The lawyer for a captured American fugitive said his client wanted to serve the rest of his jail time in Portugal, but legal experts predicted Friday that U.S. prosecutors will "move heaven and earth" to get him back into the U.S. justice system.
Lawyer Manuel Luis Ferreira says George Wright, 68, deserves to serve the remainder of his 15- to 30-year New Jersey murder sentence in Portugal because he has lived in the country for decades, has a Portuguese wife and grown Portuguese children.
"If he has to serve, then he wants it to be here, which is his home," Ferreira told Portugal's TVI television.
U.S. Justice Department spokeswoman Laura Sweeney declined comment Friday on the defense counsel's arguments due to the pending extradition request against Wright. American lawyers who are experts on extradition, however, said they expect an intense effort by U.S. officials to ensure Wright's return after 41 years on the lam.
Justice Department lawyers "will move heaven and earth to get him back here, and I believe they will be successful. If they have to do it through diplomacy, they will do it through diplomacy," said Philadelphia lawyer Norris Gelman.
Gelman represented Ira Einhorn, who was extradited to the U.S. from France in 2001 and convicted of murder after fleeing abroad in 1977.
Wright broke out of the Bayside State Prison in Leesburg, New Jersey, on Aug. 19, 1970, after serving over 7 years of his sentence for killing a man in a 1962 gas station robbery. He was also part of a Black Liberation Army group that hijacked a U.S. plane to Algeria in 1972.
Wright was captured in a seaside village near Lisbon on Monday after authorities matched his fingerprint on a Portuguese identity card to one in the United States. Until his arrest, Wright spent decades living with his Portuguese wife and children in the hamlet near Lisbon, Portugal's capital.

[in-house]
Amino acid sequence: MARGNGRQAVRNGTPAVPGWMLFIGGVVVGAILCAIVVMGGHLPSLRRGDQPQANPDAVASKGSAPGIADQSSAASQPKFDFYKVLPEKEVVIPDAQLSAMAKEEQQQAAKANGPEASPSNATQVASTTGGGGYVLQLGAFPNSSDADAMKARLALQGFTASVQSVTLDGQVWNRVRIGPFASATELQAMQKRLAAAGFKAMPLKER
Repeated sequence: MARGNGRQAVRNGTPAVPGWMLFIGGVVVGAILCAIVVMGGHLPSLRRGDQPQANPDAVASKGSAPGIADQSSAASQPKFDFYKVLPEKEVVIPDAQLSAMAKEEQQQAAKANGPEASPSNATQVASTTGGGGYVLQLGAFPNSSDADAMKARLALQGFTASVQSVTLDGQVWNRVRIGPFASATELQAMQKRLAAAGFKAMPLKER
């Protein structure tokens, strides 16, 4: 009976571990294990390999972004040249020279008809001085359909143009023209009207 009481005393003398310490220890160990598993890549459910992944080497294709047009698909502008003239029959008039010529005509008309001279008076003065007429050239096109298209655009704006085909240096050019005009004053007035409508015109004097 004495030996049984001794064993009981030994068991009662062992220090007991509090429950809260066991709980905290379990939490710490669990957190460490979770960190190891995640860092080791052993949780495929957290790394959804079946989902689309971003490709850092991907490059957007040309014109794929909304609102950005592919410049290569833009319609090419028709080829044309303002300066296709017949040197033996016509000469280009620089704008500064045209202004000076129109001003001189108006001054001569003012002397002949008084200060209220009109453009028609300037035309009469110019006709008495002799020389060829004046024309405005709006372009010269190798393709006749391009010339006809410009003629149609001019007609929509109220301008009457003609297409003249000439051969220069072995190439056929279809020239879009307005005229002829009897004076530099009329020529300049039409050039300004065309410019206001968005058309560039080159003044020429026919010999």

After an odyssey that spanned three continents, Wright is being held in Lisbon, pending extradition hearings. He has asked to be set free, a request that is still pending. If the U.S. wins the extradition request, Wright can appeal that decision to Portugal's Supreme Court and the country's Constitutional Court, a process that could last years.
Ferreira said Wright will oppose extradition on the grounds that he fears reprisals for his past membership in the militant U.S. group.
The U.S. has requested extradition based solely on Wright's murder conviction, not any possible future charges from the hijacking or his New Jersey prison escape.
"He's already been convicted on the homicide charge, for which we are seeking his extradition, and faces the remainder of that sentence," Sweeney said.
Danielle Hunter, a spokeswoman for the New Jersey Department of Corrections, said there has been no talk so far of adding charges relating to Wright's prison escape.
But Douglas McNabb, a Washington-based lawyer who has defended people in extradition cases, said he expects the U.S. to add some charges related to the hijacking to make an example of Wright.
"This taints the U.S.'s image that someone could be gone and not found as long as he was," McNabb said.
Hijacking in the United States carries a possible penalty of life in prison, and Portugal does not allow people to be extradited if they will face more than the nation's maximum sentence of 25 years.
Under Portuguese law, citizens can serve sentences handed down in a foreign country in Portugal. But Portuguese officials say there is doubt about the validity of Wright's identification documents and whether he is a citizen like his wife and children.
His Portuguese residency card was under an alias, Jose Luis Jorge dos Santos, and listed his home country as Guinea-Bissau. A foreigner marrying a Portuguese is entitled to Portuguese nationality, but has to formally request it and it is not known whether Wright did.
Ferreira said his client had been living openly in Portugal and even had a Facebook page.
"He wasn't running. He wasn't hiding," Ferreira told TVI.
The United States, meanwhile, confirmed that Wright's Portuguese wife worked as an occasional freelance translator for the U.S. Embassy in the West African nation of Guinea-Bisseau from 1984 to 1990. Wright himself did not work for the embassy, U.S. State Department spokesman Mark Toner said Friday.
In the 1980s, Wright lived openly under his real name with his wife in Guinea-Bisseau, a former Portuguese colony, and even socialized with U.S. embassy officials there. A former U.S. ambassador told The Associated Press he knew Wright but had no idea he was a fugitive.
Geoff Mulvihill reported from Haddonfield, New Jersey. Alan Clendenning in Madrid, Matthew Lee in Washington and Shawn Marsh in Trenton, New Jersey contributed.